The first law suits have started arriving for Silicon Valley Bank and its top executives as the collapse of the high-tech lender continues to roil global markets.
A shareholder class action suit filed in San Jose accuses chief executive Greg Becker and chief financial officer Daniel Beck of concealing how rising interest rates would leave its Silicon Valley Bank unit “particularly susceptible” to a bank run.
Both executives sold millions of dollars worth of shares in the weeks prior to SVB's insolvency.
US regulator FDIC has called in former Fannie Mae troubleshooter Tim Mayopoulos to take over the running of the bank, which has been recast as Silicon Valley Bank N.A., and remains open for business.
The collapse of SVB is causing turmoil in finanial markets as shares in banks continue to slide across the globe.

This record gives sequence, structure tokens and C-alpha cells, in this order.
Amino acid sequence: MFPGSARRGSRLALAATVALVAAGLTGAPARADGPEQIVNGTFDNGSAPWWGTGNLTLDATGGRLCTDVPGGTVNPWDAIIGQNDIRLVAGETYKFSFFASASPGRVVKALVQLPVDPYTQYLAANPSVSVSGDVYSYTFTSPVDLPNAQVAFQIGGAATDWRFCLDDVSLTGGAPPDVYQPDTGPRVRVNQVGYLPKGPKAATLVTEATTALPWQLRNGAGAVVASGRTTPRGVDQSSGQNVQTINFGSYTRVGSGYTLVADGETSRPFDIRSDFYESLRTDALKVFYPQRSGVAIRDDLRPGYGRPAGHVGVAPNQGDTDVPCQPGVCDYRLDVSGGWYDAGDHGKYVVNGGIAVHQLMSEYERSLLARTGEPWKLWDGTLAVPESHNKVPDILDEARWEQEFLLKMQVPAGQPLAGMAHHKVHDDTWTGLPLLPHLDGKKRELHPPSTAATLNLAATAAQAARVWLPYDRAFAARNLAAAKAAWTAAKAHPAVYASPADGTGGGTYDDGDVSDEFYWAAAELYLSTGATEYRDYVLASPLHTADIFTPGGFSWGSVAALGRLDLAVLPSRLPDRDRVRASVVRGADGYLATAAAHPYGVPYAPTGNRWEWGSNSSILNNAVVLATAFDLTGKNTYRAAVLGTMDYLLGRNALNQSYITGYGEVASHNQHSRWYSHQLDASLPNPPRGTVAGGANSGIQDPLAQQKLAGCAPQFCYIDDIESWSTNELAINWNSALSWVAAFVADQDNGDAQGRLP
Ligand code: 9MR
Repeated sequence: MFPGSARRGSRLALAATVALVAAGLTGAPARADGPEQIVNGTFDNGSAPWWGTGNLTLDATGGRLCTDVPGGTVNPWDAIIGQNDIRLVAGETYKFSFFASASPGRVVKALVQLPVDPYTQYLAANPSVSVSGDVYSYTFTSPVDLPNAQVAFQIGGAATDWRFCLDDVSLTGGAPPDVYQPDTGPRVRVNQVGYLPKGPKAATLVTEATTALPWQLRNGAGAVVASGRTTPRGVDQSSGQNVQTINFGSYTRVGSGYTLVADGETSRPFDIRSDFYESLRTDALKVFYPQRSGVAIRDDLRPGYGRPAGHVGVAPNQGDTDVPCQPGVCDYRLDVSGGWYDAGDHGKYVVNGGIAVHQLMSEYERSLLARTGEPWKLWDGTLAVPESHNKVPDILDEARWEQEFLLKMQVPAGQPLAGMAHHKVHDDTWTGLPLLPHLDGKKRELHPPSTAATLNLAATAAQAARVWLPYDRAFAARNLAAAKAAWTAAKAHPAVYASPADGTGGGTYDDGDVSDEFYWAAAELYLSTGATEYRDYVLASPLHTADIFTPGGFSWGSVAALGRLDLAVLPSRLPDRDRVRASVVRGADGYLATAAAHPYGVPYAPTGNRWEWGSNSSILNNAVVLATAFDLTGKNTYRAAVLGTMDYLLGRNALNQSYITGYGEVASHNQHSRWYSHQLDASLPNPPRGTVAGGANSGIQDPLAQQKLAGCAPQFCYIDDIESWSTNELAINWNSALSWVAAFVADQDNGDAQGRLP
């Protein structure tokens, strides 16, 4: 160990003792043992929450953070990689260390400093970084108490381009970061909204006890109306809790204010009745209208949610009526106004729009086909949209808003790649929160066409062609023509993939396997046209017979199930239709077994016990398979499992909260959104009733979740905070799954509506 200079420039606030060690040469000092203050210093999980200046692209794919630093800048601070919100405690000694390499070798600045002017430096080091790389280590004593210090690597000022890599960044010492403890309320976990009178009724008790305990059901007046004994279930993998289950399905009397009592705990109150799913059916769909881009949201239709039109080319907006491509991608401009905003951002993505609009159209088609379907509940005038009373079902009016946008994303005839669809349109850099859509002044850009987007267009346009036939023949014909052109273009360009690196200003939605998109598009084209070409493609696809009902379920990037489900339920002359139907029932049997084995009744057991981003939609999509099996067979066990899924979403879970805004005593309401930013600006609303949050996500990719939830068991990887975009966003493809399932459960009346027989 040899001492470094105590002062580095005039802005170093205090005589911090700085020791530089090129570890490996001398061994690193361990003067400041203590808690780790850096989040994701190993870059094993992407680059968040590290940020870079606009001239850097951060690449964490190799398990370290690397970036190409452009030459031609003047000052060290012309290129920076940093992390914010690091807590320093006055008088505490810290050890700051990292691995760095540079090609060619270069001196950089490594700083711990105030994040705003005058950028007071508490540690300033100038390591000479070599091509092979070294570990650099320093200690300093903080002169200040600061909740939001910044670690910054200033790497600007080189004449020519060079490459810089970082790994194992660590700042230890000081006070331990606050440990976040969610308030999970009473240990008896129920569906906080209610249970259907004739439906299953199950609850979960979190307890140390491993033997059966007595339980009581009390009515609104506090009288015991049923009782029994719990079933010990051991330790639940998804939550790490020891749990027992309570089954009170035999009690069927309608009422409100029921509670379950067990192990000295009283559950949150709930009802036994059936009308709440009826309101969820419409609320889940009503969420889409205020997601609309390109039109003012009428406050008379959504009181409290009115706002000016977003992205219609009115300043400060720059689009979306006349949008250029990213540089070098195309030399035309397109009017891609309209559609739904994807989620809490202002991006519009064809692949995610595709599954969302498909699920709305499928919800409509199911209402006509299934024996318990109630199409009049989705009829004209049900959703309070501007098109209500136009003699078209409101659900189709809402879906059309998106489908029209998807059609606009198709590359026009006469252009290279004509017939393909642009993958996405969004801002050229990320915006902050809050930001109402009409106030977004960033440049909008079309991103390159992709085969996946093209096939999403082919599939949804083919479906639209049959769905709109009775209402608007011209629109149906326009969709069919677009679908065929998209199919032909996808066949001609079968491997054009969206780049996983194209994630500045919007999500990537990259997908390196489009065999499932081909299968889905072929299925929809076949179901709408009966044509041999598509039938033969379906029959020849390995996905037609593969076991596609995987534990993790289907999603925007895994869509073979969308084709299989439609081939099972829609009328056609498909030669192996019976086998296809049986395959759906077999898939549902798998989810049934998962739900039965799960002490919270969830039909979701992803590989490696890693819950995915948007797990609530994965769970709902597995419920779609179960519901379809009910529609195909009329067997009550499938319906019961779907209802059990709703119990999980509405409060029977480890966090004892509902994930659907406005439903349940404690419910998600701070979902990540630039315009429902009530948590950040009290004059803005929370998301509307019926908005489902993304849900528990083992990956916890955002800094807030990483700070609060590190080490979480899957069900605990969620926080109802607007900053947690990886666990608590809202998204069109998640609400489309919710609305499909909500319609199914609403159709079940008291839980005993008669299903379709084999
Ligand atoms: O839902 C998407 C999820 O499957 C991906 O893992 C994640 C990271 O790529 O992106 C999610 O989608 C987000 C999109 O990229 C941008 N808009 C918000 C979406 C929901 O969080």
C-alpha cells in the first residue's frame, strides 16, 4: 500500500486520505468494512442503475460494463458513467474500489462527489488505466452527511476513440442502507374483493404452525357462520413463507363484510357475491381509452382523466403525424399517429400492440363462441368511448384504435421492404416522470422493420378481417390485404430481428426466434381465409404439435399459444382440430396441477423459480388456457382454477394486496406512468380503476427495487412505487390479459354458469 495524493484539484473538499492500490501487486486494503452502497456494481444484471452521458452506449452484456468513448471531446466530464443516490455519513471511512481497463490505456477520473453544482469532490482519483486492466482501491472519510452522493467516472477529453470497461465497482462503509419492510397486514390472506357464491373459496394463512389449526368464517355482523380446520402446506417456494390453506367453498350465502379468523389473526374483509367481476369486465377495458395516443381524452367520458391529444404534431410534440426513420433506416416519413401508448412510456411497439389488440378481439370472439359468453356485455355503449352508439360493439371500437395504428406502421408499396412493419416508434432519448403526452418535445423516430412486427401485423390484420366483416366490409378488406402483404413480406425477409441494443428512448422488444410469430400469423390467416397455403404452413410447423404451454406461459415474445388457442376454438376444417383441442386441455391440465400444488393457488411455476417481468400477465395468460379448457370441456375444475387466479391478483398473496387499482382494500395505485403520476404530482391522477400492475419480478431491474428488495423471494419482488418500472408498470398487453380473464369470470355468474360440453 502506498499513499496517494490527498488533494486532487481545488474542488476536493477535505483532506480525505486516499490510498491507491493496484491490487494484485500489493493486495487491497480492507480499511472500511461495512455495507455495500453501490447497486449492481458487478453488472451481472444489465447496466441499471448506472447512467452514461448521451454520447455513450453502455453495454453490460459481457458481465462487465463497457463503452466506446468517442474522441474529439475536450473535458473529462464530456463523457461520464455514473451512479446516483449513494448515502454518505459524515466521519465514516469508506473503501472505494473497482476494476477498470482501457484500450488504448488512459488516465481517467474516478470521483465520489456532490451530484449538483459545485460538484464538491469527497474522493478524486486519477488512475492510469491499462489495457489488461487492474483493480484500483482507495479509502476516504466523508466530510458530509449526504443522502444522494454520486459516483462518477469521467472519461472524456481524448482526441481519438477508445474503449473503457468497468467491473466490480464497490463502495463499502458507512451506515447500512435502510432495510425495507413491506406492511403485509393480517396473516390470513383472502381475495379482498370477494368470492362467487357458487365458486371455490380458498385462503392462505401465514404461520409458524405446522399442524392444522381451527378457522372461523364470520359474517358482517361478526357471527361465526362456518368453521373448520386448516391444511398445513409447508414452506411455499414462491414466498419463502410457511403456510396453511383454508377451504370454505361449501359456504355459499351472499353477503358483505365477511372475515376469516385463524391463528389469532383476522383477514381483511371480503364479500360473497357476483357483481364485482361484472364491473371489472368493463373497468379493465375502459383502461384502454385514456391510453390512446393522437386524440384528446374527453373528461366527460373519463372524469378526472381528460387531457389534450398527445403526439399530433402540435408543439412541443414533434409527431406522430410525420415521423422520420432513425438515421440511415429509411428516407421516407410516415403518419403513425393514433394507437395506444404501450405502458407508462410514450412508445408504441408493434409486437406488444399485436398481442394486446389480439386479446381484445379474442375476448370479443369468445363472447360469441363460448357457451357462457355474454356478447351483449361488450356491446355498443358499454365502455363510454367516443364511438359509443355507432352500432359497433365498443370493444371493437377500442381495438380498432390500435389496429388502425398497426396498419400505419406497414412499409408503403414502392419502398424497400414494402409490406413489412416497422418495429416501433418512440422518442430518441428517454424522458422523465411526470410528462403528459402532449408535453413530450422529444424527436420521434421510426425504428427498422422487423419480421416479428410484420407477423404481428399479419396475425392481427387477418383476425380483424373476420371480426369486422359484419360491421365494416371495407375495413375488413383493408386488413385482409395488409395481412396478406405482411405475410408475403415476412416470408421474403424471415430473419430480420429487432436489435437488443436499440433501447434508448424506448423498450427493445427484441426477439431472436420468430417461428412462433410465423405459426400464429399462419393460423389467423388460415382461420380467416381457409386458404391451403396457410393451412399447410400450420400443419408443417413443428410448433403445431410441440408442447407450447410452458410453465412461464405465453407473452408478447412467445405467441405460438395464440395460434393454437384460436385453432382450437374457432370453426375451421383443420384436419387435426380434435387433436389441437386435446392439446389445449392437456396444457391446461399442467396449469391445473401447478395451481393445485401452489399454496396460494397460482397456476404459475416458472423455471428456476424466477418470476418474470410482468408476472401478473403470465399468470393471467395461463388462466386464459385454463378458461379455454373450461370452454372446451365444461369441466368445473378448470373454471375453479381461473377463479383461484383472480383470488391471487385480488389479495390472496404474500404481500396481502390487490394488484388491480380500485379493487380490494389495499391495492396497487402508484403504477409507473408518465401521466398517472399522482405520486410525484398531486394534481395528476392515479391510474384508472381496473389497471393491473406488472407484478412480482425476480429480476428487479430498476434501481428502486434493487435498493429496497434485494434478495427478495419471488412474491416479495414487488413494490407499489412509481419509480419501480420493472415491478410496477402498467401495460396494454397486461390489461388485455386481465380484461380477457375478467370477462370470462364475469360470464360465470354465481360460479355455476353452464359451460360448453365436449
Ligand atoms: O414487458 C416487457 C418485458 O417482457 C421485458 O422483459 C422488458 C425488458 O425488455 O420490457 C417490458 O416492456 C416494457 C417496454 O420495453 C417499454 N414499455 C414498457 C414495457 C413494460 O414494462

Despite president Joe Biden's attempts to calm the markets yesterday, rating agency Moody’s has placed six US lenders - First Republic, Western Alliance Bancorp, Intrust Financial Corp., UMB Financial Corp., Zions Bancorp. and Comerica - at risk of a downgrade.
The warning comes as large US banks are being inundated with requests from customers trying to transfer funds from smaller lenders, the Financial Times is reporting.
JPMorgan Chase, Citigroup and Bank of America are among the big beasts trying to accommodate customers wanting to move deposits quickly from Silicon Valley Bank and other regional lenders.
They are taking extra steps to speed up the normal sign-up or “onboarding” process, according to several people familiar with the matter, says the FT.
In Europe and the UK, market indicators suggest that the fall out from SVB may be stabilising, although shares coninue to trend downwards.
Update: US markets rallied at the bell, with shares in First Republic up 55% in morning trading. PacWest, KeyCorp and Charles Schwab also moved higher, suggesting a rebound in investor confidence following Monday's sell-off.
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